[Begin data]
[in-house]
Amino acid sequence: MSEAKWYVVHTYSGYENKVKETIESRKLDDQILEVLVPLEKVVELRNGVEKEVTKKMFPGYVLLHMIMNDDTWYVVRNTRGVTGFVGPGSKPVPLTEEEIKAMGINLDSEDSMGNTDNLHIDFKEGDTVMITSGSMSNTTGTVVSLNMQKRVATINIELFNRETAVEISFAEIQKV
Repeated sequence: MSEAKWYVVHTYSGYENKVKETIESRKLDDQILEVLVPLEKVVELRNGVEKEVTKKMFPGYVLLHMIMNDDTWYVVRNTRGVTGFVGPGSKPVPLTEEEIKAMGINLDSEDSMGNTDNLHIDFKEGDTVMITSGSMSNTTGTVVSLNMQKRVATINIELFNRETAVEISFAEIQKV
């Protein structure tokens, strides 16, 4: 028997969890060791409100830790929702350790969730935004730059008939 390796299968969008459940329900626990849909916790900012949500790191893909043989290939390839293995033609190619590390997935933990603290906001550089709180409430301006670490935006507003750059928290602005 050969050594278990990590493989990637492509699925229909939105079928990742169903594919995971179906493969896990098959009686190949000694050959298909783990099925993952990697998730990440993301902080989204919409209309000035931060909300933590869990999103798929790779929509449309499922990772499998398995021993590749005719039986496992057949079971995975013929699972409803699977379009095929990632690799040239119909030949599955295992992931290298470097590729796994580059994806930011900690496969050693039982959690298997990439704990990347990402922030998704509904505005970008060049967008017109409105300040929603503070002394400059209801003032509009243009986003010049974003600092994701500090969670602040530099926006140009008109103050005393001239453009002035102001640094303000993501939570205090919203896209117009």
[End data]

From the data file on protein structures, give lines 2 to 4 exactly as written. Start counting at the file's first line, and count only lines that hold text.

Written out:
Amino acid sequence: MSEAKWYVVHTYSGYENKVKETIESRKLDDQILEVLVPLEKVVELRNGVEKEVTKKMFPGYVLLHMIMNDDTWYVVRNTRGVTGFVGPGSKPVPLTEEEIKAMGINLDSEDSMGNTDNLHIDFKEGDTVMITSGSMSNTTGTVVSLNMQKRVATINIELFNRETAVEISFAEIQKV
Repeated sequence: MSEAKWYVVHTYSGYENKVKETIESRKLDDQILEVLVPLEKVVELRNGVEKEVTKKMFPGYVLLHMIMNDDTWYVVRNTRGVTGFVGPGSKPVPLTEEEIKAMGINLDSEDSMGNTDNLHIDFKEGDTVMITSGSMSNTTGTVVSLNMQKRVATINIELFNRETAVEISFAEIQKV
């Protein structure tokens, strides 16, 4: 028997969890060791409100830790929702350790969730935004730059008939 390796299968969008459940329900626990849909916790900012949500790191893909043989290939390839293995033609190619590390997935933990603290906001550089709180409430301006670490935006507003750059928290602005 050969050594278990990590493989990637492509699925229909939105079928990742169903594919995971179906493969896990098959009686190949000694050959298909783990099925993952990697998730990440993301902080989204919409209309000035931060909300933590869990999103798929790779929509449309499922990772499998398995021993590749005719039986496992057949079971995975013929699972409803699977379009095929990632690799040239119909030949599955295992992931290298470097590729796994580059994806930011900690496969050693039982959690298997990439704990990347990402922030998704509904505005970008060049967008017109409105300040929603503070002394400059209801003032509009243009986003010049974003600092994701500090969670602040530099926006140009008109103050005393001239453009002035102001640094303000993501939570205090919203896209117009």